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Evolution of a Superstar

New York exhibit showcases architect Frank Gehry’s spiraling success.

by Mark D. Johnson
May 25, 2001

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Evolution of a Superstar_Mark D. Johnson-New York exhibit showcases architect Frank Gehry’s spiraling success. The last architect to become a household name, one could argue, was Frank Lloyd Wright, who died in 1959, and the landmark art museum he designed, The Guggenheim in New York City, is now displaying the past and present work of California architect Frank Gehry, who is on a path to similar fame. It is no coincidence that The Guggenheim is featuring Gehry’s work this summer: Gehry is now the world’s foremost architect in large part due to his widely-acclaimed design of the Guggenheim’s museum building in Bilbao, Spain. Furthermore, Gehry was chosen to design an ambitious structure for the Guggenheim’s new headquarters on New York’s Lower East Side waterfront. While this exhibit is in part an advertisement for that proposed project, the impressive collection of the architect’s own large-scale models is a fascinating look into Gehry’s design process and a new wave of architecture.

A wavy Gehry-designed panel has been mounted above the smaller rotunda of Wright's building for the exhibit. Click image to enlarge.
In a break from the more traditional Post-Modern look that dominated new large buildings in the eighties and nineties, Gehry’s distinctive style is very much sculptural, full of distorted shapes and unusual materials, and has quickly grabbed both the public’s attention and its admiration. The Guggenheim show traces his development from the design of his own house in the seventies up Wright’s magnificent spiral to his most recent projects, and as his work becomes more extravagant, so do the models. Though Wright’s Guggenheim is not considered a great design for the purpose of viewing art, the space works fine for the nature of this exhibition, where one is more interested in getting close to the models, as opposed to standing back from a painting for perspective. However, Gehry designed several large decorative mesh panels for this exhibit that are hung from the ceiling in the main atrium and nearly reach the ground. While it adds some interest, I found myself wishing they weren’t there so I could better appreciate Wright’s design, even though the small chain-link material is essentially see-though.

Since he wowed the world with the Bilbao Guggenheim, his buildings have become status symbols for cities around the world fortunate enough to possess them. With such high demand for his work, one might wonder if Frank Gehry’s success might lead to excessive saturation of his ideas, which some may regard as fleeting novelty. Like Wright before him, though, Gehry pays close attention to a building site’s surroundings, and his tendency to weave in more “organic” sculptural elements are grounded in his dedication to work with the site’s environment. Perhaps it is too soon to call Gehry a visionary, but upon seeing the thought that goes into his projects, he seems more than just the flavor of the month. Most of the projects include models from various stages in the development process, some of the wavy sculptural sections represented in early versions by twisted paper held in place with transparent tape.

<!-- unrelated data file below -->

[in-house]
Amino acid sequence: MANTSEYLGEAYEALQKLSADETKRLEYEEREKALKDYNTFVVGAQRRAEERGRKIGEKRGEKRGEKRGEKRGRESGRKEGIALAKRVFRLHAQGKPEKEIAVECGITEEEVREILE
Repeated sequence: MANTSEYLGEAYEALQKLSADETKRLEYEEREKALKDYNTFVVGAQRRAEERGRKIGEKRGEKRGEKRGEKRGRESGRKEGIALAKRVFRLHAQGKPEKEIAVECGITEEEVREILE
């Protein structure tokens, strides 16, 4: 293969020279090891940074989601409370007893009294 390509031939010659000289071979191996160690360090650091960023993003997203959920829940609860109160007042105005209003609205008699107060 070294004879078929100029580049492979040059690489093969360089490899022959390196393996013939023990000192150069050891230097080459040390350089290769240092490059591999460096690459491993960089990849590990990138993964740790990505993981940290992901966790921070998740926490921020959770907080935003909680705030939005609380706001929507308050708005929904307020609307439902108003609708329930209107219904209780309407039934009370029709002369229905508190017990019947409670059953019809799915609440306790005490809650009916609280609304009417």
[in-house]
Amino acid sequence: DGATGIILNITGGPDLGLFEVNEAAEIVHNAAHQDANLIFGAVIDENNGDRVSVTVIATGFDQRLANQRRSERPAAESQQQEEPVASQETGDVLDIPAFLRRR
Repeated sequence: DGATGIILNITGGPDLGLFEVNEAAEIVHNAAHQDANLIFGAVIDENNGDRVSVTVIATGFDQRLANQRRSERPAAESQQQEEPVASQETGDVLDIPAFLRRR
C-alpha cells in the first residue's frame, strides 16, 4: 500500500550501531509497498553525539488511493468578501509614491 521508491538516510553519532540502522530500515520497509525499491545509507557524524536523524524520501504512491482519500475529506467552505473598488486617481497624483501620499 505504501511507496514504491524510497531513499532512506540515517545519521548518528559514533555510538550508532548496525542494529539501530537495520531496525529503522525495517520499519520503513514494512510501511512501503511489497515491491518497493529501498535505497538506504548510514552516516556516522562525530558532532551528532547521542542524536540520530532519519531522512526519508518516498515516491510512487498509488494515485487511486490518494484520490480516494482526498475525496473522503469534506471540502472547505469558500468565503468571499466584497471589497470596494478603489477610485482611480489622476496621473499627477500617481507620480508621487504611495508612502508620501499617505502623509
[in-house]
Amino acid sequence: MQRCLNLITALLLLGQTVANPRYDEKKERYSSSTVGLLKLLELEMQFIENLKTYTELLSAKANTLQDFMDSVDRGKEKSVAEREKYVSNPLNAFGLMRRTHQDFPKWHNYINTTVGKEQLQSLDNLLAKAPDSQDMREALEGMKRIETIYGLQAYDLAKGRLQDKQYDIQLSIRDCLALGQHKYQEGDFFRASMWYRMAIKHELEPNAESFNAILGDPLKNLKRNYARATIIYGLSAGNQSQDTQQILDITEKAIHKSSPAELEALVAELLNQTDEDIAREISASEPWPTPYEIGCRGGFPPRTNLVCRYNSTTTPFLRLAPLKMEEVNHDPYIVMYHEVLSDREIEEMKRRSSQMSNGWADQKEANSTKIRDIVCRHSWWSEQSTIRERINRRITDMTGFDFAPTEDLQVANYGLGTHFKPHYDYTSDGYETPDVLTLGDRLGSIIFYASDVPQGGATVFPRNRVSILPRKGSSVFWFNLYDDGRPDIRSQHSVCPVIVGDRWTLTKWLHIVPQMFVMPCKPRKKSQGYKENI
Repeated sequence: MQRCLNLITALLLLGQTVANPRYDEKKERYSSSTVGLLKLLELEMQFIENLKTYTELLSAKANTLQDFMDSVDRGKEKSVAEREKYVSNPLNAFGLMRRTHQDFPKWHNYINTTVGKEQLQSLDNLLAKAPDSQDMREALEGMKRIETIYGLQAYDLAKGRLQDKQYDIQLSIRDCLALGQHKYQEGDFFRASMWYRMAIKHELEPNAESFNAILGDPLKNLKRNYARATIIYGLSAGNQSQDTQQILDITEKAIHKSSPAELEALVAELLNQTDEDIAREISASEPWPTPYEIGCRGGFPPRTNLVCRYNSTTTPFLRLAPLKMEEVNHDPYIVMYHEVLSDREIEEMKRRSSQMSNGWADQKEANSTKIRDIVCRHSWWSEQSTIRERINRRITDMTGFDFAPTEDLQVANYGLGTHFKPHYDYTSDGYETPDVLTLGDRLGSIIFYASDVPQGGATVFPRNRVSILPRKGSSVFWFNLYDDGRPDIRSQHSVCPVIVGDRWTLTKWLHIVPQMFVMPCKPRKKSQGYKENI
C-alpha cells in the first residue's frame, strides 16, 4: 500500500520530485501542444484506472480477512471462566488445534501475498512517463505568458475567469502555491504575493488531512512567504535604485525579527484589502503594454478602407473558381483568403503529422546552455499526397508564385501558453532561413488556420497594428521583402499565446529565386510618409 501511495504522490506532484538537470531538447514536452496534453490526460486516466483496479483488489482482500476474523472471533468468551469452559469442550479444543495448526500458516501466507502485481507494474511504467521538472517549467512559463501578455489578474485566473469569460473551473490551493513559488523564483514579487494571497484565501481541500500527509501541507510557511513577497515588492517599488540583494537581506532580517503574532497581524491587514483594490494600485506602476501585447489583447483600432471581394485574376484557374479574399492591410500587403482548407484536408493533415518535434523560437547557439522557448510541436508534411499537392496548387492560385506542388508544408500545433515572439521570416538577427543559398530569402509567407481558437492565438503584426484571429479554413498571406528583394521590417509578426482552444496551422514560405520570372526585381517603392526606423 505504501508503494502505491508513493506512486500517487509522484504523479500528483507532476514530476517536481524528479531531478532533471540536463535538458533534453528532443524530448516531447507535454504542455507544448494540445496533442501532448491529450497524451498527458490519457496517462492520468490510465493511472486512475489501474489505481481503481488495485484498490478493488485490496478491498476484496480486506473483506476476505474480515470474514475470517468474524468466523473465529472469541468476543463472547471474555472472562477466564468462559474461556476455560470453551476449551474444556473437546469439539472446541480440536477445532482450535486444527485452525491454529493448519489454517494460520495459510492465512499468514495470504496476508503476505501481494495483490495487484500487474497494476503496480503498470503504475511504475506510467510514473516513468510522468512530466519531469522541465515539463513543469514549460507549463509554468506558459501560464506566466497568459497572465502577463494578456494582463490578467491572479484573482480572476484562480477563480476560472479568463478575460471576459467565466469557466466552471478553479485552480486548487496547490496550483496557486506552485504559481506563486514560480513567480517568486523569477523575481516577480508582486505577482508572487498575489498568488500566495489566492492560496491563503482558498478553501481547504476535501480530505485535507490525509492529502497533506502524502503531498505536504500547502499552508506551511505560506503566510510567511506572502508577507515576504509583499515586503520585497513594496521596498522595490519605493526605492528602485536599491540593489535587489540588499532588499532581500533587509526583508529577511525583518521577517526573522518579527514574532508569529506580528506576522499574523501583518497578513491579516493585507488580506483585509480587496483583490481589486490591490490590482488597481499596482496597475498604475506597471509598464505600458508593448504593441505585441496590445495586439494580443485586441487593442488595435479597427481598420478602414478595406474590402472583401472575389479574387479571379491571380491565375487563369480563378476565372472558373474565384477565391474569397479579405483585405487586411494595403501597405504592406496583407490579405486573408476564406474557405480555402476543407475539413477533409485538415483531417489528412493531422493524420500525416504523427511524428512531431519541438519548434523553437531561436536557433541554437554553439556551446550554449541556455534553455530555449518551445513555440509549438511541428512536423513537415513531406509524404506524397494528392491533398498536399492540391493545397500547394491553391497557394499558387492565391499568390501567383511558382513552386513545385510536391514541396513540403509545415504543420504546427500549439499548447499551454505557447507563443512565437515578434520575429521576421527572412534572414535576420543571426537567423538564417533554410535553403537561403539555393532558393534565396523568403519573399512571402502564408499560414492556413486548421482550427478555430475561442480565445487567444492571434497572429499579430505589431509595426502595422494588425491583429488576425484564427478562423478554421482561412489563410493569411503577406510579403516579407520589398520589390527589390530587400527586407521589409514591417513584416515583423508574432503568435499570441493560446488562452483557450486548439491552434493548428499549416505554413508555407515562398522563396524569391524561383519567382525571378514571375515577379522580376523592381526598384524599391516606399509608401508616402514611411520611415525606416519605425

Despite his prominence in the world of architecture, it is notable that Gehry has not a single skyscraper on his resume. The exhibit does include his entry into the New York Times headquarters design competition, and this provides a glimpse of what a Gehry skyscraper might look like, and of course it is unlike any other skyscraper you’ve ever seen. (Gehry pulled his entry from the competition two days before a winner was announced.) I think we can expect more skyscraper attempts before too long, and his smaller high-rise projects also hint at the direction he will take.

While most of his newer projects generate excitement, like the upcoming Millennium Park Band Shell in Chicago and the Disney Music Hall in Los Angeles, one recent building in particular fails to measure up: the EMP (Experience Music Project) in Seattle, which opened up in the summer of 2000. Supposedly inspired by a wrecked electric guitar, this ugly structure tries unsuccessfully to integrate several different colors and materials on a site near the Space Needle that does not allow pedestrians to get a sense of the overall effect. It just doesn’t work, at least on the outside.

Gehry is a bold architect who is willing to take risks, and his design for the new Guggenheim (see below) in New York, as viewed against the New York skyline, is sure to get a lot of attention when it is built in a couple of years. It is a large complex that will likely become a new jewel for a city that has it all, though it is so bizarre that it can only achieve that status with a good measure of controversy in a town that loves to argue.

The model for the new Guggenheim museum headquarters. Click on the image for a larger view.

Photos by Mark D. Johnson

Comments (1)

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JWilson from Chicago writes:
May 30, 2001
Dear Editor,

I very much appreciate the article about Frank Gehry, and Johnson's praise and critique demonstrate much care and reflection. However, the picture shows me a twisted hunk of scrap metal. I have no idea how a museum fits inside this. The fire codes and handicapped accessibility problems must be tremendous. I guess I prefer square corners, round edges, and conical points. The simplest things might not make a statement, but they they sure are pretty.

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